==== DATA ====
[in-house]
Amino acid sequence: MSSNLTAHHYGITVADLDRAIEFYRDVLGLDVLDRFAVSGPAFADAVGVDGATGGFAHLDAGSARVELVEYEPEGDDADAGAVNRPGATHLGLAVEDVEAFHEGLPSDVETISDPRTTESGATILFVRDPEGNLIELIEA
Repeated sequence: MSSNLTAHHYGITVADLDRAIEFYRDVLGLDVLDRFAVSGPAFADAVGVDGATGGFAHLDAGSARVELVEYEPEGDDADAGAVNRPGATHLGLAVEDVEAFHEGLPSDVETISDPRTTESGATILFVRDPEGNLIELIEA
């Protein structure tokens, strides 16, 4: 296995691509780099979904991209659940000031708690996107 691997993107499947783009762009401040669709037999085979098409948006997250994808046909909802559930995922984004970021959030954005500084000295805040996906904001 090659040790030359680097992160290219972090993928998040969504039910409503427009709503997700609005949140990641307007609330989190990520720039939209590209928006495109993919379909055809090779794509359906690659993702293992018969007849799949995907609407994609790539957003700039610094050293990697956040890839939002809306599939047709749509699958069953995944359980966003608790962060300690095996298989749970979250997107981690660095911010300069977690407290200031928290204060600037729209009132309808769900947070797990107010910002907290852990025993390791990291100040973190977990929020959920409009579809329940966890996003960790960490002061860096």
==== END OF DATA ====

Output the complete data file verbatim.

[in-house]
Amino acid sequence: MSSNLTAHHYGITVADLDRAIEFYRDVLGLDVLDRFAVSGPAFADAVGVDGATGGFAHLDAGSARVELVEYEPEGDDADAGAVNRPGATHLGLAVEDVEAFHEGLPSDVETISDPRTTESGATILFVRDPEGNLIELIEA
Repeated sequence: MSSNLTAHHYGITVADLDRAIEFYRDVLGLDVLDRFAVSGPAFADAVGVDGATGGFAHLDAGSARVELVEYEPEGDDADAGAVNRPGATHLGLAVEDVEAFHEGLPSDVETISDPRTTESGATILFVRDPEGNLIELIEA
């Protein structure tokens, strides 16, 4: 296995691509780099979904991209659940000031708690996107 691997993107499947783009762009401040669709037999085979098409948006997250994808046909909802559930995922984004970021959030954005500084000295805040996906904001 090659040790030359680097992160290219972090993928998040969504039910409503427009709503997700609005949140990641307007609330989190990520720039939209590209928006495109993919379909055809090779794509359906690659993702293992018969007849799949995907609407994609790539957003700039610094050293990697956040890839939002809306599939047709749509699958069953995944359980966003608790962060300690095996298989749970979250997107981690660095911010300069977690407290200031928290204060600037729209009132309808769900947070797990107010910002907290852990025993390791990291100040973190977990929020959920409009579809329940966890996003960790960490002061860096």